Are Workplace Recording Bans Legal?

July 10, 2017

Smart phone technology, and the ability of video and audio recordings to be uploaded to social media sites, has prompted many employers to adopt rules regulating the surreptitious recording of workplace interactions.  The “no recording” rule adopted by Whole Foods Market Group, Inc. is a common example:

 

“It is a violation of [Company] policy to record conversations, phone calls, images or company meetings with any recording device (including but not limited to cellular telephone, PDA, digital recording device, digital camera, etc.) unless prior approval is received from [management], or unless all parties to the conversation give their consent. Violation of this policy will result in corrective action up to and including discharge.”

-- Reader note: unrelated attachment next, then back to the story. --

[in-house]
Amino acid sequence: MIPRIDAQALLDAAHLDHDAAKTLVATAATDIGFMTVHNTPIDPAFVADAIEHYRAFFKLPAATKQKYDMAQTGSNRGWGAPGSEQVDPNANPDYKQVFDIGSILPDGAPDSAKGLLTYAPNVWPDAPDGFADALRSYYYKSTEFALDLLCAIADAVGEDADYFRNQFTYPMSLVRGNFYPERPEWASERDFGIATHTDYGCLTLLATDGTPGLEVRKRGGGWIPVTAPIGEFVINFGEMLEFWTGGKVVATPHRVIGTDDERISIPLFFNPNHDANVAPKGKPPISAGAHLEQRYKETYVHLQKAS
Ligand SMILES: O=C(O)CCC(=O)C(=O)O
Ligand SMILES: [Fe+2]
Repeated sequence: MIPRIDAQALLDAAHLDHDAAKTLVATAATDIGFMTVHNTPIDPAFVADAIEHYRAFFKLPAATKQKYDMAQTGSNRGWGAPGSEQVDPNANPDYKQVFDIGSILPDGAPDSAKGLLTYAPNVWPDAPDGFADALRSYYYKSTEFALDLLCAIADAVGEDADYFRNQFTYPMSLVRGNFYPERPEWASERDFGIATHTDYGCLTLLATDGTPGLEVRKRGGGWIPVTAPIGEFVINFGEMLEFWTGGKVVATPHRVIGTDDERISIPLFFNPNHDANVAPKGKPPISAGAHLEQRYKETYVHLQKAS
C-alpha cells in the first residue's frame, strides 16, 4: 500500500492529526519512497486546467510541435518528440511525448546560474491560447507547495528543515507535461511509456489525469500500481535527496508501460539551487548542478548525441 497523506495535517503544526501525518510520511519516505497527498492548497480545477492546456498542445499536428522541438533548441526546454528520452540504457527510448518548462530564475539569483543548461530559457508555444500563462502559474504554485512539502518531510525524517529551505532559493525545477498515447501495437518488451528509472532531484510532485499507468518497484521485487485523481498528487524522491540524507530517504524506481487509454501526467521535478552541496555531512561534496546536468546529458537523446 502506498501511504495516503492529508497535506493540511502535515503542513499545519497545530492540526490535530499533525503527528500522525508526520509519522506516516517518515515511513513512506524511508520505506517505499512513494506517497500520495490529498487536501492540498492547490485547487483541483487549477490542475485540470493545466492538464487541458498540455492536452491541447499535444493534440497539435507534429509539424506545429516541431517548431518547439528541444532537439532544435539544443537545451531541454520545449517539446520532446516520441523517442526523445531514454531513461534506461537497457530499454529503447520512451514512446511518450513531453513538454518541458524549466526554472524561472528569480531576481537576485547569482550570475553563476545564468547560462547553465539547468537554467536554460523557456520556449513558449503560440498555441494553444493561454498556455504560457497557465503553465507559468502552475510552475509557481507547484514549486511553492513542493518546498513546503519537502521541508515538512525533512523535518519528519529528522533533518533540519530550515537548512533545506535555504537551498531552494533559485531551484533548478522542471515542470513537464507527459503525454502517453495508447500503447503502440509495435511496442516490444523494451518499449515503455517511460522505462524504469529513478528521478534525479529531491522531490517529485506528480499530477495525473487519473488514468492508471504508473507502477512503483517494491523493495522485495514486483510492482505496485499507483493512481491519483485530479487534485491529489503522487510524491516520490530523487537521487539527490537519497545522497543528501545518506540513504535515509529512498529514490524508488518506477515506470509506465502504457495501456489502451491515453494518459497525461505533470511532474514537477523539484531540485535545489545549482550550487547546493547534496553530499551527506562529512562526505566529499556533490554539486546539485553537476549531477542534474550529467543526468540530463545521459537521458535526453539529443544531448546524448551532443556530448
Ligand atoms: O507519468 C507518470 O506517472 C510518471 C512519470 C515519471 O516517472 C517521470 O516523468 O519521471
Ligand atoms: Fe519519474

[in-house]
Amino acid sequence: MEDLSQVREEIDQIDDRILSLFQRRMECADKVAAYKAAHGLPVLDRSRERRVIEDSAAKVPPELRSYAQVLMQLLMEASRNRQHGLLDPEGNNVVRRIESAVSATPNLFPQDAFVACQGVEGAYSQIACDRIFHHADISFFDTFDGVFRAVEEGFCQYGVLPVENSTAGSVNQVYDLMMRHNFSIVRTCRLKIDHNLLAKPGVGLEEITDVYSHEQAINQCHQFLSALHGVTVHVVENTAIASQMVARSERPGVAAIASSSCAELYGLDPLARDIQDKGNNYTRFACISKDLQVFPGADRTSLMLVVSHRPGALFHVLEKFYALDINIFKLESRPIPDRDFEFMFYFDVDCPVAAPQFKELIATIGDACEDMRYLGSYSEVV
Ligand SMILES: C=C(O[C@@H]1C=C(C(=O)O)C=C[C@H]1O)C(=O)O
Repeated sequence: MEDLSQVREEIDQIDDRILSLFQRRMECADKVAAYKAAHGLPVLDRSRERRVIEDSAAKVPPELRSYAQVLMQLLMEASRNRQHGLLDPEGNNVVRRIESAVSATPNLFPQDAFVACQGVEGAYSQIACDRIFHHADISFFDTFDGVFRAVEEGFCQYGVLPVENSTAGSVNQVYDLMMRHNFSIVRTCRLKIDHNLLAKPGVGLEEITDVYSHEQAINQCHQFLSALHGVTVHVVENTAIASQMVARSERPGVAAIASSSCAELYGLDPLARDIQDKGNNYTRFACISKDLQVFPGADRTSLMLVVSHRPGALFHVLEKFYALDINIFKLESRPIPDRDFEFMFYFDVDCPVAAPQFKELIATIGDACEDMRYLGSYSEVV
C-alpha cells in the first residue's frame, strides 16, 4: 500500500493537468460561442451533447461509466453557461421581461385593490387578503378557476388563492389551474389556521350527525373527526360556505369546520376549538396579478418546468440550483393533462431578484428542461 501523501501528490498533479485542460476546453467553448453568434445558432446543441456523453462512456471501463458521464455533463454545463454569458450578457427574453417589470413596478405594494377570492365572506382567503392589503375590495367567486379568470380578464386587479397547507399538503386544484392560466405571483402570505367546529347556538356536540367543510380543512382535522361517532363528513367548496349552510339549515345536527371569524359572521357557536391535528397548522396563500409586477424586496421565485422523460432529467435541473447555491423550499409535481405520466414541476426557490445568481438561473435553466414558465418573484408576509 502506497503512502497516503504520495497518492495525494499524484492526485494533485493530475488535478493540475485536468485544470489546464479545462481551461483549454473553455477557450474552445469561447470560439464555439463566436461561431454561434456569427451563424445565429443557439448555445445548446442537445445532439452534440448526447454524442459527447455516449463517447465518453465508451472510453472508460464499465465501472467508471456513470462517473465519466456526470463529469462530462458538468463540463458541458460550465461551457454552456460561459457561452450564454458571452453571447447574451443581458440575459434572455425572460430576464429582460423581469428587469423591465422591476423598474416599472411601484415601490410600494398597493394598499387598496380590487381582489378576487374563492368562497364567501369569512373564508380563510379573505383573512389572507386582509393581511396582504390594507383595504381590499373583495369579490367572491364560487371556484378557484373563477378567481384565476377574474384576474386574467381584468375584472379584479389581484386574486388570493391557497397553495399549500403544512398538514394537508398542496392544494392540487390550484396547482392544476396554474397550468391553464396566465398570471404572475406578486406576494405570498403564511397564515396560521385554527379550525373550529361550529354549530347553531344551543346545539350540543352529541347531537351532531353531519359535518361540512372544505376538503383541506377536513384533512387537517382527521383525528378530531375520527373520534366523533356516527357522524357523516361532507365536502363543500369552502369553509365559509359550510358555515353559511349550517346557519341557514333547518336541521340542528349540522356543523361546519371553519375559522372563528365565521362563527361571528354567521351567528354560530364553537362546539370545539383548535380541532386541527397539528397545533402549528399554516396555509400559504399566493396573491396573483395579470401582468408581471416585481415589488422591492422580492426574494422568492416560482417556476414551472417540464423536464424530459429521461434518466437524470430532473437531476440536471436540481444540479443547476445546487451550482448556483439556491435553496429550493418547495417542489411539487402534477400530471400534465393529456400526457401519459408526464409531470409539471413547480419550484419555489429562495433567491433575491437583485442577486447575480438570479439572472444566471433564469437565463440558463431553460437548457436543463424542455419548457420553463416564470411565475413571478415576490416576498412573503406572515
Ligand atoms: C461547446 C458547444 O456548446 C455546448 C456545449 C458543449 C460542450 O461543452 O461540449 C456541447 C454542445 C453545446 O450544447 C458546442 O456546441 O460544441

The business justifications for such a rule can include (1) prevention of workplace bullying, harassment and retaliation, (2) protection of trade secrets and proprietary information, (3) protection of private or embarrassing information shared in confidence, (4) protection of vendor and customer relationships, and (5) encouragement of open dialogue among employees.

 

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